The lion’s share of Hot House’s orders come from delivery apps, and the combined sales from all three services — Grubhub, Door Dash, and Caviar — are 12 times what the restaurant sold on delivery apps on the Thursday before the Fourth of July in 2019.

Each app operates from its own tablet and interface, and prints its own order tickets (all of which look different from the tickets the restaurant’s point-of-sale system prints out for orders). Hunt notes that while the transition from table service to takeout has required adjustment for the staff, she has also noticed the impact on regulars, who have called the restaurant feeling frazzled after trying to order delivery from apps. “On day two [of the city on pause], I was helping someone set up an account,” Hunt says. “I’ve also been emotional support — I’ll stay on the phone while they place the order and confirm that they got it.”

Because 80 percent of the staff were laid off at the start of the pandemic, Hunt frequently worked as the only front-of-house employee while also ordering all the food, alcohol, and to-go boxes, as well as writing the schedule. The restaurant received a Paycheck Protection Program loan, allowing it to start to rehire employees in mid-May, and providing Hunt some reprieve from 70-hour work weeks.

As lunch dies down past 3 p.m., the dinner cooks, Ruben and Antonio, arrive. Chicken fries from before the restaurant opens at noon until just shy of 9 p.m., and hotel pans of cornbread laid out to cool on kitchen shelves are replaced with bundt cakes throughout the day. Yarel, who works the dinner expo shift, displays laser focus in organizing her station before the rush starts. It doesn’t take long for the printers to start churning, filling the pass in front of her with tickets, and the bartop with bagged orders.

Chicken frying
Peaches Hot House is selling more fried chicken these days.

On the sidewalk out front, couriers wait on electric bikes, glued to their phones. One, holding the collar of his shirt over his mouth, walks past the sign on the door asking everyone to wear a mask. He is one of 26 people who come in flagrantly disregarding the sign that day. After a handful of confrontations with guests and couriers over mask use, Hunt approaches each instance on a case-by-case basis. “I try to figure out the safest way to handle a situation so that I’m not putting any of my staff at risk,” she says. For some regulars, that means ribbing them into wearing one. For others, it can mean simply trying to get them out as quickly as possible, or offering them disposable masks. “I acknowledge the privilege in access to PPE,” Hunt says, “and this neighborhood has a dramatic schism there.”

Hot House’s role as a neighborhood mainstay has worked to its benefit, according to Samuel. With the pandemic disrupting professional and personal routines, the residents of Bed-Stuy found themselves at home, not taking Ubers or dining out. Many sought to soothe themselves with comfort food from a neighborhood staple. The murder of George Floyd and ensuing civil unrest also contributed to an uptick in business. “We definitely had a huge bump because of it,” he says. “We were on everyone’s list of Black-owned businesses in Brooklyn.”

Much of Hunt’s night is spent bouncing between greeting regulars and answering questions about the menu. This isn’t unlike her role in the pre-pandemic days, except now she is also making sure the space doesn’t become overcrowded. She occasionally clears the room, raising her voice and asking everyone who isn’t placing an order to please wait outside.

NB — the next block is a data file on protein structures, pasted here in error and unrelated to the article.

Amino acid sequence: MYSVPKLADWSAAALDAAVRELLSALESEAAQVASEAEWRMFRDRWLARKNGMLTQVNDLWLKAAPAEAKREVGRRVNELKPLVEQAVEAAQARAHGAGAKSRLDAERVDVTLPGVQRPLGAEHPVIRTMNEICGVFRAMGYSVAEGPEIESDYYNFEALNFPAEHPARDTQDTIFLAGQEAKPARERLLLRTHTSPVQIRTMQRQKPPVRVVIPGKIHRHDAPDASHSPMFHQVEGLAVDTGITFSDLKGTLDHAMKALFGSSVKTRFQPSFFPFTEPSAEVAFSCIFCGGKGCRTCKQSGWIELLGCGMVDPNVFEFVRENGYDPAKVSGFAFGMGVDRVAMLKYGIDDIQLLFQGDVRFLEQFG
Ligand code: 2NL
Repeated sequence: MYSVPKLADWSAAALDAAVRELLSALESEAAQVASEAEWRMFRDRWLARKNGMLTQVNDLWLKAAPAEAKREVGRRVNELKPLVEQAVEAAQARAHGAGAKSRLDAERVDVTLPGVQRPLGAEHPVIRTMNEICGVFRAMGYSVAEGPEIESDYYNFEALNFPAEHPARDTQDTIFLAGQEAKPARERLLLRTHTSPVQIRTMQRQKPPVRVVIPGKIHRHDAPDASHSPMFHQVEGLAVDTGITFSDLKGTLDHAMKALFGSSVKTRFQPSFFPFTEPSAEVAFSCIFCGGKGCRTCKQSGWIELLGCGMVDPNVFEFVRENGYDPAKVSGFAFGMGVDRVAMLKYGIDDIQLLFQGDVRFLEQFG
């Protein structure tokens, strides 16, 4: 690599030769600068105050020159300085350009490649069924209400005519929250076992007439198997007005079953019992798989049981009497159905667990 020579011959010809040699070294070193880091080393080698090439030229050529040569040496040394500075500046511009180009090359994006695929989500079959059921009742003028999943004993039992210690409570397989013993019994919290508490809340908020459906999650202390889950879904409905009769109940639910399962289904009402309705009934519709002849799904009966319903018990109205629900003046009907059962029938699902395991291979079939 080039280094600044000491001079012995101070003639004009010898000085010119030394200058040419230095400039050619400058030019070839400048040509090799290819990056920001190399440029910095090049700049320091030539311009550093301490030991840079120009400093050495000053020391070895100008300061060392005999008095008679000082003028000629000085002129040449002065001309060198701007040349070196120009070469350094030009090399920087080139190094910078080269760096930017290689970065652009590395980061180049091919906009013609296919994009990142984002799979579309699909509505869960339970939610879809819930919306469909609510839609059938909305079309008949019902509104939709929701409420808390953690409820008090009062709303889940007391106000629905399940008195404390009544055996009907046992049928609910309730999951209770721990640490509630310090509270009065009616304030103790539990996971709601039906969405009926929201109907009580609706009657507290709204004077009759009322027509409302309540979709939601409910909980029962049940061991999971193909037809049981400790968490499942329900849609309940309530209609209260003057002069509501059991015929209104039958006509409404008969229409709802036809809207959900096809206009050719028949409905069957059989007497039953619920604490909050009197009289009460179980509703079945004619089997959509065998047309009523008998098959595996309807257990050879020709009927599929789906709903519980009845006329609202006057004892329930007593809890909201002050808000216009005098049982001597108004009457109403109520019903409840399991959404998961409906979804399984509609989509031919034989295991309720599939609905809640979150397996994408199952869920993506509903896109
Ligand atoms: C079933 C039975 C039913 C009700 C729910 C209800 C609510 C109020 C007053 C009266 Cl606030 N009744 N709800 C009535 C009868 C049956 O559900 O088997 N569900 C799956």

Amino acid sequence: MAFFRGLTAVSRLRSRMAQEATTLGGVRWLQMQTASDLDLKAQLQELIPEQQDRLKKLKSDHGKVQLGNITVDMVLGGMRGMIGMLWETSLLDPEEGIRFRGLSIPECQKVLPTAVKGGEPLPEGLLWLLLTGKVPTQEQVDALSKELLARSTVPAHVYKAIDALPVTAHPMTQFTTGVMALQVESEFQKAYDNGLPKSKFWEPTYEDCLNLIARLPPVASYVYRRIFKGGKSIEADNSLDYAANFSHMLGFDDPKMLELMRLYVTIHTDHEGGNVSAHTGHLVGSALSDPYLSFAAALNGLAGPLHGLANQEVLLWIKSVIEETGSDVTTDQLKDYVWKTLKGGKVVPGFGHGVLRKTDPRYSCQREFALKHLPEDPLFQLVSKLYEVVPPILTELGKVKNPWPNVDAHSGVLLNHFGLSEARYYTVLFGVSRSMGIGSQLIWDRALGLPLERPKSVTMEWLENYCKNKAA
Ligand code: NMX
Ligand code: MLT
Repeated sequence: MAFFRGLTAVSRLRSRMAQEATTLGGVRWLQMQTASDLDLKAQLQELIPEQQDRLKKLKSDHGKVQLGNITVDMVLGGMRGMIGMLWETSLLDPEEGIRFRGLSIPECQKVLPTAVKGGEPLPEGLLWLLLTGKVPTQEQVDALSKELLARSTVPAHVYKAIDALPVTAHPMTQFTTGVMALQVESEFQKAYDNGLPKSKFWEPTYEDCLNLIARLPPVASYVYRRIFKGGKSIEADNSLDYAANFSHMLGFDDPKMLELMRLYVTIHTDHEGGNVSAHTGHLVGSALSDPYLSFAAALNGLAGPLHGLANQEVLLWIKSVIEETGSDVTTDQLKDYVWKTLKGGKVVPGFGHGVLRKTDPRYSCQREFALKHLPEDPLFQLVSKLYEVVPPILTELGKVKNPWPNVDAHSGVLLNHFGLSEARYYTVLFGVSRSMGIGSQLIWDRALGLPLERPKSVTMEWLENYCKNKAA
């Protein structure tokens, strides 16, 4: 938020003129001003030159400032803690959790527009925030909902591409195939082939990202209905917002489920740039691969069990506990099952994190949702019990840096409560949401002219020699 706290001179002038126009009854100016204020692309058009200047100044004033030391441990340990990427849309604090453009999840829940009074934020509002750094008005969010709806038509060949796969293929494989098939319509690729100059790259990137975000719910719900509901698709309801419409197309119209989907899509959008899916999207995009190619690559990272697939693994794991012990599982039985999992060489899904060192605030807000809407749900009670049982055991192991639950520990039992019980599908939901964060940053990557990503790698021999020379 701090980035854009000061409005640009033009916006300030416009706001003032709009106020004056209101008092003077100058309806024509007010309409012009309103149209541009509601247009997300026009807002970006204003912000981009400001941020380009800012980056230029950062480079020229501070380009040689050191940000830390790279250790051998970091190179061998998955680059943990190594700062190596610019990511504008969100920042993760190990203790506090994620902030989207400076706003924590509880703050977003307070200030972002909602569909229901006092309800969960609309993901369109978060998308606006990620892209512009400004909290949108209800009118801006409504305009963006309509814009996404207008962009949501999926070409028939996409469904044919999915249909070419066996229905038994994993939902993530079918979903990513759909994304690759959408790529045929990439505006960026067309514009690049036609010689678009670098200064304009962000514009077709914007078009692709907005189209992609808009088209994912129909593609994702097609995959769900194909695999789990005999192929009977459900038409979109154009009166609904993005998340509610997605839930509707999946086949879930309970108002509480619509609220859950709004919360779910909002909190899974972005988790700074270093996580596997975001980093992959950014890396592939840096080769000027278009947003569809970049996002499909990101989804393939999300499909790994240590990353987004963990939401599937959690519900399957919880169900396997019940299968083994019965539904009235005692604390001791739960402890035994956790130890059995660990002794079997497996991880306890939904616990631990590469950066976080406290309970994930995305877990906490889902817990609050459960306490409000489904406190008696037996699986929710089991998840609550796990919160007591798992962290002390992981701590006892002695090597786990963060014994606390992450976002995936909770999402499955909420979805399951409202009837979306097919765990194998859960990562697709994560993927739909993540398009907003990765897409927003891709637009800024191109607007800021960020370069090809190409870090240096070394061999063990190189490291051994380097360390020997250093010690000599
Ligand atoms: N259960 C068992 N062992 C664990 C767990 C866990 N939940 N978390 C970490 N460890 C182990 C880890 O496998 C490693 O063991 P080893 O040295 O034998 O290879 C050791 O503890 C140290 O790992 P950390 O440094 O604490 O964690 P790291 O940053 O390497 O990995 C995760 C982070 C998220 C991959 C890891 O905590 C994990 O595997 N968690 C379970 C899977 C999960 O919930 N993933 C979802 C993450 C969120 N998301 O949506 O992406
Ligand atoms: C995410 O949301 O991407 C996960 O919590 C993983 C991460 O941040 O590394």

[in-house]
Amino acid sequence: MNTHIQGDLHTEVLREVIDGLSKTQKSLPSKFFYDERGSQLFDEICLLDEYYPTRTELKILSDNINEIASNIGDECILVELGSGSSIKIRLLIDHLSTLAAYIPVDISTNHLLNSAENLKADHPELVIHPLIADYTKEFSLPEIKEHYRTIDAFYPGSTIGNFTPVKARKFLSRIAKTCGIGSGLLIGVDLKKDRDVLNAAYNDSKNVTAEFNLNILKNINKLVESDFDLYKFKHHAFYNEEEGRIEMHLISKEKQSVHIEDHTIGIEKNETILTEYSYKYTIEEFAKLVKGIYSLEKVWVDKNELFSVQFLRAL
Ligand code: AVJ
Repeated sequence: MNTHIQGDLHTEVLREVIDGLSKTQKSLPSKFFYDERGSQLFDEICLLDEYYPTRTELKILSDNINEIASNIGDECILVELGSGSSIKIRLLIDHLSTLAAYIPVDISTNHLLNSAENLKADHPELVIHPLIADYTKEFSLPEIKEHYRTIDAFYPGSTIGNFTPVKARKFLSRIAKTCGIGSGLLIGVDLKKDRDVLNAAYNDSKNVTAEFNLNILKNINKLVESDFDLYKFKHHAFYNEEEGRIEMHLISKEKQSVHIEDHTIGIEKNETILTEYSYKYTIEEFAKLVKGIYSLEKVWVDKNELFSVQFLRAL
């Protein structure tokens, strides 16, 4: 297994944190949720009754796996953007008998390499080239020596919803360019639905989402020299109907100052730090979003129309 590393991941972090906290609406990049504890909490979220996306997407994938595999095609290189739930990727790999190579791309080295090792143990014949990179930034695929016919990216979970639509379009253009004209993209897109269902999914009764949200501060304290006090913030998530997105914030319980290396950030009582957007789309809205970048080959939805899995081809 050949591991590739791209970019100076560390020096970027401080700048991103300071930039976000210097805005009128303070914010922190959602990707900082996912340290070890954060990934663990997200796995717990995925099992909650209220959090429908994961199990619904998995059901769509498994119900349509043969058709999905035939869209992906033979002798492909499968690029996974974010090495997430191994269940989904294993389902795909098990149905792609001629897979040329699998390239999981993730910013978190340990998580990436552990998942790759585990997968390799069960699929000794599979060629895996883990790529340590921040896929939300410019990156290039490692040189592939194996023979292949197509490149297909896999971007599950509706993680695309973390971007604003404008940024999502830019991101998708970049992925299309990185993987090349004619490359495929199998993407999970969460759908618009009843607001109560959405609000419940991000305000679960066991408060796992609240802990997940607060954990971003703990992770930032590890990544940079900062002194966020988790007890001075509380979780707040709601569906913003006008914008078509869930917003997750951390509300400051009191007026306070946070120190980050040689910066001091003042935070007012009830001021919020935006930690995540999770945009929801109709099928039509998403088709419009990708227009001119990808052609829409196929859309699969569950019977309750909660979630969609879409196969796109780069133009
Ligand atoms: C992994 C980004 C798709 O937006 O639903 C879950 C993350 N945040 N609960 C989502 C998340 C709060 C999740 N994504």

Toward the end of the night, a man with a 5-month-old parrot on his shoulder yells an order for fried chicken and fried catfish through the open door. The parrot’s name is Leila, and her owner goes by Hot Sauce Mike. Neither entree is for the bird, who mostly eats seeds, but enjoys sugar as a treat.

By Hunt’s assessment, it was a moderately busy service, but much more tranquil than some of the days she has worked in the past few months. Samuel is quick to point out that the boost in sales notwithstanding, Hot House is far from financial security. The increase in business is offset by delivery fees from apps, extra paper goods to facilitate serving all orders to go, and other increases in the cost of doing business that the restaurant has absorbed without raising prices. It also contends with struggles the industry has faced since before the pandemic, like rent hikes and increased labor costs.

In mid-July, Hot House added tables in front of the restaurant and started full-service outdoor dining, offering the closest thing it can to the pre-pandemic experience (as well as an extra revenue stream). Still, Samuel says that delivery orders are sustaining the business, and having weathered the first few months of the pandemic likely bodes well for the future of Hot House.

The worst is almost certainly behind Samuel. As the city and state governments were ramping up to ban indoor dining in mid-March, and he and his partners were trying to decide how to navigate the situation, he was also sick with COVID-19. His condition rapidly worsened, putting him in the hospital. “The next thing I know, I’m in a coma. I woke up, and found out that 410,000 people died. I was in a hospital without my phone, without contact, and [I] couldn’t call anyone. I was lying there thinking we’re dead. My career is over,” he says. “Later, I got in contact with my wife and talked to my partner. I realized that the way that everything had shifted actually ended up benefiting us.”

Ian Browning is a writer, skateboarder, and occasional bartender based in New York City.
Clay Williams is a Brooklyn-based photographer.